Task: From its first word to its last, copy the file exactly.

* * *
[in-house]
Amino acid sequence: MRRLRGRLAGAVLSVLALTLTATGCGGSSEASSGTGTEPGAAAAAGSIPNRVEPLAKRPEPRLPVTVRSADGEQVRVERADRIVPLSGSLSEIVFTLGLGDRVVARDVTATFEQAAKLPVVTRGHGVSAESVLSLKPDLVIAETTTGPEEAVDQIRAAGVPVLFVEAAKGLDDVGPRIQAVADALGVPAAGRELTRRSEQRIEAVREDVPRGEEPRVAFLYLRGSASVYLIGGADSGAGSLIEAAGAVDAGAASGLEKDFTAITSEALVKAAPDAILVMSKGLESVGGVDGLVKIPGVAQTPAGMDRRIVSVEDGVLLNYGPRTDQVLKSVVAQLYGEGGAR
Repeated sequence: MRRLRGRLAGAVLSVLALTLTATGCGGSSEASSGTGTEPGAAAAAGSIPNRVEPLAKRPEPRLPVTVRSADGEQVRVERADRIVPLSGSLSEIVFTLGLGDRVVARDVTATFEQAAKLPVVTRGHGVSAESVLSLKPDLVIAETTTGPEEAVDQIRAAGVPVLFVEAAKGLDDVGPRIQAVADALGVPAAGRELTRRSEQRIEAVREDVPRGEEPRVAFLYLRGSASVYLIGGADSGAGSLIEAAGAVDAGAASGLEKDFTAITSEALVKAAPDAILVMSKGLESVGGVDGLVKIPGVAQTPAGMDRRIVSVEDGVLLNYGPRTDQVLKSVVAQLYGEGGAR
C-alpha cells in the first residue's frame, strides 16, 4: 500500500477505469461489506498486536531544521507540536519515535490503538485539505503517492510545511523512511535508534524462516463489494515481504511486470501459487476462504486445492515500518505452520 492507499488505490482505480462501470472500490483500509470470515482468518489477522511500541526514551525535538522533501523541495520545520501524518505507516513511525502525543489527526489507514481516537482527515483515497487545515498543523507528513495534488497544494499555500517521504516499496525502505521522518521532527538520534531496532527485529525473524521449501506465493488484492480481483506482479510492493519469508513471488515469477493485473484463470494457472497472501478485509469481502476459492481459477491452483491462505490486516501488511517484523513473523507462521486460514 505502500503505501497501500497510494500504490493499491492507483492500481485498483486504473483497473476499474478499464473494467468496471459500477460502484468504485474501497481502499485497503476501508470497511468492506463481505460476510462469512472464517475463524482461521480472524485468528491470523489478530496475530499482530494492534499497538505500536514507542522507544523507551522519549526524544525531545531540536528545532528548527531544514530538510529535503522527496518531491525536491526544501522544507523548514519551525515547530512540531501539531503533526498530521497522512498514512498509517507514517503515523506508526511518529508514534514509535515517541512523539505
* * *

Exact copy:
[in-house]
Amino acid sequence: MRRLRGRLAGAVLSVLALTLTATGCGGSSEASSGTGTEPGAAAAAGSIPNRVEPLAKRPEPRLPVTVRSADGEQVRVERADRIVPLSGSLSEIVFTLGLGDRVVARDVTATFEQAAKLPVVTRGHGVSAESVLSLKPDLVIAETTTGPEEAVDQIRAAGVPVLFVEAAKGLDDVGPRIQAVADALGVPAAGRELTRRSEQRIEAVREDVPRGEEPRVAFLYLRGSASVYLIGGADSGAGSLIEAAGAVDAGAASGLEKDFTAITSEALVKAAPDAILVMSKGLESVGGVDGLVKIPGVAQTPAGMDRRIVSVEDGVLLNYGPRTDQVLKSVVAQLYGEGGAR
Repeated sequence: MRRLRGRLAGAVLSVLALTLTATGCGGSSEASSGTGTEPGAAAAAGSIPNRVEPLAKRPEPRLPVTVRSADGEQVRVERADRIVPLSGSLSEIVFTLGLGDRVVARDVTATFEQAAKLPVVTRGHGVSAESVLSLKPDLVIAETTTGPEEAVDQIRAAGVPVLFVEAAKGLDDVGPRIQAVADALGVPAAGRELTRRSEQRIEAVREDVPRGEEPRVAFLYLRGSASVYLIGGADSGAGSLIEAAGAVDAGAASGLEKDFTAITSEALVKAAPDAILVMSKGLESVGGVDGLVKIPGVAQTPAGMDRRIVSVEDGVLLNYGPRTDQVLKSVVAQLYGEGGAR
C-alpha cells in the first residue's frame, strides 16, 4: 500500500477505469461489506498486536531544521507540536519515535490503538485539505503517492510545511523512511535508534524462516463489494515481504511486470501459487476462504486445492515500518505452520 492507499488505490482505480462501470472500490483500509470470515482468518489477522511500541526514551525535538522533501523541495520545520501524518505507516513511525502525543489527526489507514481516537482527515483515497487545515498543523507528513495534488497544494499555500517521504516499496525502505521522518521532527538520534531496532527485529525473524521449501506465493488484492480481483506482479510492493519469508513471488515469477493485473484463470494457472497472501478485509469481502476459492481459477491452483491462505490486516501488511517484523513473523507462521486460514 505502500503505501497501500497510494500504490493499491492507483492500481485498483486504473483497473476499474478499464473494467468496471459500477460502484468504485474501497481502499485497503476501508470497511468492506463481505460476510462469512472464517475463524482461521480472524485468528491470523489478530496475530499482530494492534499497538505500536514507542522507544523507551522519549526524544525531545531540536528545532528548527531544514530538510529535503522527496518531491525536491526544501522544507523548514519551525515547530512540531501539531503533526498530521497522512498514512498509517507514517503515523506508526511518529508514534514509535515517541512523539505